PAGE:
Ethan has joked elsewhere about our recent Food & Drink Issue: we had selected a topic that was intentionally “lighter fare” to chase Mental Health and then watched as the stuff that came in delved into the heaviest possible corners of gastronomic experience (pun sort of intended). Addiction, mortality, moralism, Marduk… sheesh. Good thing we had plenty of Capon on the menu to balance the palate and steer us clear of potential (food) comas. From what we’ve heard back thus far, the fun still comes across, thank God.
The point here is not to issue some vague humblebrag about #depth. No, if the intensity of those initial contributions signaled anything, it was just how much moral and spiritual weight food has come to carry. Laws around food, you might say, have long since permeated whatever boundary may exist between the “first use of the law” (where do’s and don’t’s exist for the sake of nutrition, taste, sustainability) and the second use (where the kitchen becomes a broker of identity, justification, redemption, immorality, etc).* They’ve obliterated it in fact.
I haven’t seen this spelled out more clearly than in the manifesto Michelle Allison produced for The Atlantic on diet culture and mortality (that Ethan mentioned on Friday). A few more paragraphs warrant reproduction:
The omnivore’s paradox was originally defined by psychological researcher Paul Rozin as the anxiety that arises from our desire to try new foods (neophilia) paired with our inherited fear of unknown foods (neophobia) that could turn out to be toxic. All omnivores feel these twin pressures, but none more acutely than humans. If it weren’t for the small chance of death lurking behind every food choice and every dietary ideology, choosing what to eat from a crowded marketplace wouldn’t be considered a dilemma. Instead, we would call it “the omnivore’s fun time at the supermarket,” and people wouldn’t repost so many Facebook memes about the necessity of drinking a gallon of water daily, or the magical properties of apple cider vinegar and coconut oil. Everyone would be just a little bit calmer about food…
Our omnivorousness gives us an exhilarating and terrifying amount of freedom. As social creatures, we seek safety from that freedom in our culture, and in a certain amount of conformity. We prefer to follow leaders we’ve invested with authority to blaze a path to safety. [ed. note: calling John Gray!]
The heroes of contemporary diet culture are wellness gurus who claim to have cured themselves of fatness, disease, and meaninglessness through the unimpeachable purity of cold-pressed vegetable juice…
Overwhelmed by choice, by the dim threat of mortality that lurks beneath any wrong choice, people crave rules from outside themselves, and successful heroes to guide them to safety. People willingly, happily, hand over their freedom in exchange for the bondage of a diet that forbids their most cherished foods, that forces them to rely on the unfamiliar, unpalatable, or inaccessible, all for the promise of relief from choice and the attendant responsibility. If you are free to choose, you can be blamed for anything that happens to you: weight gain, illness, aging—in short, your share in the human condition, including the random whims of luck and your own inescapable mortality.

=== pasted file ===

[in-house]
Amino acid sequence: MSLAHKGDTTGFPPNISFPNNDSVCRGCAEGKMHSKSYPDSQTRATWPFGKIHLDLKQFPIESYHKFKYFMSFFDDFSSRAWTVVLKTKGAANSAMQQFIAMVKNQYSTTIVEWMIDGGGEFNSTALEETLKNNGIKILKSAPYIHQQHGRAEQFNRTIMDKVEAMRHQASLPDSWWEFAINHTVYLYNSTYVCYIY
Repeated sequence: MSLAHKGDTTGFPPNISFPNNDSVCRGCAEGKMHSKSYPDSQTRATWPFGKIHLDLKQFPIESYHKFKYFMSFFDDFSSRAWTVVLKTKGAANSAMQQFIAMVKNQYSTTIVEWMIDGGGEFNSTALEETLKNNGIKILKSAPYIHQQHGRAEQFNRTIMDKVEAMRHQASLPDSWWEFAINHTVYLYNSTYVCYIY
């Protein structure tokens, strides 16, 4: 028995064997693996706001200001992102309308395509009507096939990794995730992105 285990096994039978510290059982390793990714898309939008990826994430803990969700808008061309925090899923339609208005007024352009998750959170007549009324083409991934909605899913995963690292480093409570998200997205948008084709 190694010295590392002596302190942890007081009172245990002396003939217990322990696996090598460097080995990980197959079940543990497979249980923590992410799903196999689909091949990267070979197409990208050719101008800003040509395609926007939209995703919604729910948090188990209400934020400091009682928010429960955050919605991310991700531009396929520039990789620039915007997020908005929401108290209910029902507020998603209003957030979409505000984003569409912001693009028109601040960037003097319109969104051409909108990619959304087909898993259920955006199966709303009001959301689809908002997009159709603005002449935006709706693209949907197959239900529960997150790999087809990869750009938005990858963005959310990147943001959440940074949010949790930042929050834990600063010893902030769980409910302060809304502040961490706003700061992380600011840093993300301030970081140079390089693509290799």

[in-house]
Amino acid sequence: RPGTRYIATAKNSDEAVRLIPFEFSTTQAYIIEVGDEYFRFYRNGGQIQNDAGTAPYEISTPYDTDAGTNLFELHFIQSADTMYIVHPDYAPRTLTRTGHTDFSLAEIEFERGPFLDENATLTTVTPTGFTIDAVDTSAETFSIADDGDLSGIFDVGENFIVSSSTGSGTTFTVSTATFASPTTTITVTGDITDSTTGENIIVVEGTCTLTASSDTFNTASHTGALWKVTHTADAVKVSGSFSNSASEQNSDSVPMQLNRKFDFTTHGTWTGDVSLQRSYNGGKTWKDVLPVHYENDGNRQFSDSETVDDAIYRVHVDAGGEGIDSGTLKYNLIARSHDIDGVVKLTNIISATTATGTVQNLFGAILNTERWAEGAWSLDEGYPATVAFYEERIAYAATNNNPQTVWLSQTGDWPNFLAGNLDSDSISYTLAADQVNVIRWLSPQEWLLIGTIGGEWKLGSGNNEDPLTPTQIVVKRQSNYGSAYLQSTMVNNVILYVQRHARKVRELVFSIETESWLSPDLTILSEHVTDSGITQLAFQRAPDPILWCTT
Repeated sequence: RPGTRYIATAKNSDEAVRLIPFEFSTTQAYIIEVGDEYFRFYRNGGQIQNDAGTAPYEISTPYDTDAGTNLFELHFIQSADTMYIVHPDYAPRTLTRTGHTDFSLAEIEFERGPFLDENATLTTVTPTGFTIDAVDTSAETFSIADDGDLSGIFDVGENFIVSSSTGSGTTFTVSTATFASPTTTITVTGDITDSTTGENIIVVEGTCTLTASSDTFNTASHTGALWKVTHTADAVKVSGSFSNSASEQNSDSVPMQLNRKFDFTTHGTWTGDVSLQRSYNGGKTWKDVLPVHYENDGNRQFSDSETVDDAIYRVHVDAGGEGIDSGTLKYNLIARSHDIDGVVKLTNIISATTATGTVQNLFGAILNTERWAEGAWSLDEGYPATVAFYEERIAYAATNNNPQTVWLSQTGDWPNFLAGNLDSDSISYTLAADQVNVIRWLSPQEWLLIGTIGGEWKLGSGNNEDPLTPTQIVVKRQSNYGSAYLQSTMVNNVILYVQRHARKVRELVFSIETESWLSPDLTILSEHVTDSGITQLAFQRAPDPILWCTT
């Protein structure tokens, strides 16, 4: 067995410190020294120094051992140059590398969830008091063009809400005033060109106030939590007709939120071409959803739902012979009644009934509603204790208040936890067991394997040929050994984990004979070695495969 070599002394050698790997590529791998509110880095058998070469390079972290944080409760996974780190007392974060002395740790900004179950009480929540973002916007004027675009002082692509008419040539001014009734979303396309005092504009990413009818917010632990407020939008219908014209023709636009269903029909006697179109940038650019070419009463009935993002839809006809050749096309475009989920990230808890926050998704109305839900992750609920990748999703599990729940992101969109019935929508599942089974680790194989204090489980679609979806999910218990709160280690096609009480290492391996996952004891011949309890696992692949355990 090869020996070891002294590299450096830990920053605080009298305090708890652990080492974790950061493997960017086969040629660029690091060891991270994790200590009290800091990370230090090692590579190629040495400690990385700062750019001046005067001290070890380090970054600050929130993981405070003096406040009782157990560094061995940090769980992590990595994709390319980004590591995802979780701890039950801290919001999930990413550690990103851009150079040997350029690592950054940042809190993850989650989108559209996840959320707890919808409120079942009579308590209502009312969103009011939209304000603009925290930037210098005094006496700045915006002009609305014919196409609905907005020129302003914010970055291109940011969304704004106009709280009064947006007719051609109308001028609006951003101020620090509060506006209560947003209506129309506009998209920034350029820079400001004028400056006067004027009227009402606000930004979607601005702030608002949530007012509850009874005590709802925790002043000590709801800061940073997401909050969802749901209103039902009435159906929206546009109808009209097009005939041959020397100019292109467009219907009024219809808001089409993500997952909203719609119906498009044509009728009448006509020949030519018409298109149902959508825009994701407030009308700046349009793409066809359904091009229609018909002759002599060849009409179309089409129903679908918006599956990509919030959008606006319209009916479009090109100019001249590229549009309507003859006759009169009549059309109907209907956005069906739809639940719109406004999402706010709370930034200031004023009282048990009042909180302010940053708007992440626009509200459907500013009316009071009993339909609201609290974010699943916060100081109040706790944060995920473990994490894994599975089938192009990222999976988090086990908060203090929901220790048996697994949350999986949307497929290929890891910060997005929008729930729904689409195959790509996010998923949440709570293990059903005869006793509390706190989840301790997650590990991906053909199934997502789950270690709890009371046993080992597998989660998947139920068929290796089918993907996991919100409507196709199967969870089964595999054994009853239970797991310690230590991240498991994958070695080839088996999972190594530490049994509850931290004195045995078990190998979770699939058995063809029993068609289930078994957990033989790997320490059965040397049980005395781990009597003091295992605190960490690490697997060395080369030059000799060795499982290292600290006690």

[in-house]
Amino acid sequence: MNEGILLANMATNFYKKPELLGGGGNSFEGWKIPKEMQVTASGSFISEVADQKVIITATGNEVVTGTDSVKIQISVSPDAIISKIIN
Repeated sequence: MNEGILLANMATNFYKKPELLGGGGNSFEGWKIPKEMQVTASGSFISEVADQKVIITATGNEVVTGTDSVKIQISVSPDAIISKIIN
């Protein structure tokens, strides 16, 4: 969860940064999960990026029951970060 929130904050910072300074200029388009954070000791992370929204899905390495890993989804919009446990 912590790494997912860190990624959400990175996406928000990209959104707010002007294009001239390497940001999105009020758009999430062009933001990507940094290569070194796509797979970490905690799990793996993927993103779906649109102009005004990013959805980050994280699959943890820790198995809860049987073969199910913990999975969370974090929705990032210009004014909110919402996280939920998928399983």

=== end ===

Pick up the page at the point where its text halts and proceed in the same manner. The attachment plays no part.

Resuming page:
Humans are the only animals aware of our mortality, and we all want to be the person whose death comes as a surprise rather than a pathetic inevitability. We want to be the one of whom people say, “But she did everything right.” If we cannot escape death, maybe we can find a way to be declared innocent and undeserving of it.
There is no certain path to purity and blamelessness through food. The only common thread between competing dietary ideologies is the belief that by adhering to them, one can escape the human condition, and become a purer, less animal, kind of being.
This is why arguments about diet get so vicious, so quickly. You are not merely disputing facts, you are pitting your wild gamble to avoid death against someone else’s. You are poking at their life raft. But if their diet proves to be the One True Diet, yours must not be. If they are right, you are wrong. This is why diet culture seems so religious. People adhere to a dietary faith in the hope they will be saved. That if they’re good enough, pure enough in their eating, they can keep illness and mortality at bay. And the pursuit of life everlasting always requires a leap of faith.
Wow. She’s 100% of course. It’s hard to imagine what food(ie) culture would look like without the purity/righteousness component that’s so often hidden beneath the epicurean garnish. In this sense, food has indeed become one of our favorite religions–both a liturgy and self-salvation schema. At least, if your definition of “religion” is a religion of law–which seems to be the default for our ladder-climbing/freedom-averse species. (Sigh).
Alas, to paraphrase RFC, this particular emperor not only doesn’t have clothes on, he isn’t even there. This is why Capon is so focused on food/eating as pleasure, a good gift rather than a sublimated currency. I’m fairly certain we all know this on some level. Which may or may not prompt some of us to eat to anesthecize our hearts.
Fortunately, the article doesn’t end there. Allison boldly (if briefly) outlines what we might call a more ‘grace-based’ approach to diet. One that doesn’t look to food to be anything more than what it is. In a beautiful irony, she calls it “agnostic eating”:
To eat without restriction, on the other hand, is to risk being unclean, and to beat your own uncertain path. It is admitting your mortality, your limitations and messiness as a biological creature, while accepting the freedoms and pleasures of eating.
Amen to that. Or should I say, bon appetit. Over to you, Robert:
* I’m less and less convinced there is one, strictly speaking.